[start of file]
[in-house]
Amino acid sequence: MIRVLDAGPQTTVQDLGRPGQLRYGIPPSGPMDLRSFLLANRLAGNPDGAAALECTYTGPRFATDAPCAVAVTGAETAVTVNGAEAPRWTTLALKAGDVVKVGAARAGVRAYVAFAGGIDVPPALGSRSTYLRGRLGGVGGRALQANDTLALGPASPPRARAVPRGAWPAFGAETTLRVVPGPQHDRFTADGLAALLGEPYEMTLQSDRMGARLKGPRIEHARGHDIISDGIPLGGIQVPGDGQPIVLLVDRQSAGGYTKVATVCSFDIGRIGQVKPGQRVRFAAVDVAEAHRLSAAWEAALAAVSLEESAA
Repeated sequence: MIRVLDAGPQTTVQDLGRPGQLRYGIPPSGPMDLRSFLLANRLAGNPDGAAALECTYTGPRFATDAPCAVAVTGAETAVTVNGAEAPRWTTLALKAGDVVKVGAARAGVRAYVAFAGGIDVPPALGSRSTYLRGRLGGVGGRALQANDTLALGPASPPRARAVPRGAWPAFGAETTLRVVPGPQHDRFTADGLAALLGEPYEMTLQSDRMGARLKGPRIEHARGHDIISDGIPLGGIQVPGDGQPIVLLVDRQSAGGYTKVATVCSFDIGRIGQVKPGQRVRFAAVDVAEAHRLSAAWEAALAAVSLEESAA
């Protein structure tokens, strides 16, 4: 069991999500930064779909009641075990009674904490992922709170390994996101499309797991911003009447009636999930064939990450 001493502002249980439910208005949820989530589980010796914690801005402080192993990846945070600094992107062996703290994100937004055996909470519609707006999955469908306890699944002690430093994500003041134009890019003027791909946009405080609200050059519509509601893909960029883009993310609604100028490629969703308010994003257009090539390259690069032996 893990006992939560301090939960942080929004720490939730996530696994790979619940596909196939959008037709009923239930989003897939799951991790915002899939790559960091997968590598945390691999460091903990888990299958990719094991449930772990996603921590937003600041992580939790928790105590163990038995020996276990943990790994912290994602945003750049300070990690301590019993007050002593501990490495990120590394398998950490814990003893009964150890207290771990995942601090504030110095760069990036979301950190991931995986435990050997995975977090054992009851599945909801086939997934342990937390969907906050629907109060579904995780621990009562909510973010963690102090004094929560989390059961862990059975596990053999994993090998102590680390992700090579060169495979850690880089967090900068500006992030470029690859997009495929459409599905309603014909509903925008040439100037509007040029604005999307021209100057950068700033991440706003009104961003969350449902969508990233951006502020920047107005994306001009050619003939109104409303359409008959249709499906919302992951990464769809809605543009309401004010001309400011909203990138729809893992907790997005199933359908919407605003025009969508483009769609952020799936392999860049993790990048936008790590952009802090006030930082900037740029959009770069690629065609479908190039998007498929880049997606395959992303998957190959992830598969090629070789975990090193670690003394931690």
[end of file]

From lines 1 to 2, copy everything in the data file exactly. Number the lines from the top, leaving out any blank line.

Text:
[in-house]
Amino acid sequence: MIRVLDAGPQTTVQDLGRPGQLRYGIPPSGPMDLRSFLLANRLAGNPDGAAALECTYTGPRFATDAPCAVAVTGAETAVTVNGAEAPRWTTLALKAGDVVKVGAARAGVRAYVAFAGGIDVPPALGSRSTYLRGRLGGVGGRALQANDTLALGPASPPRARAVPRGAWPAFGAETTLRVVPGPQHDRFTADGLAALLGEPYEMTLQSDRMGARLKGPRIEHARGHDIISDGIPLGGIQVPGDGQPIVLLVDRQSAGGYTKVATVCSFDIGRIGQVKPGQRVRFAAVDVAEAHRLSAAWEAALAAVSLEESAA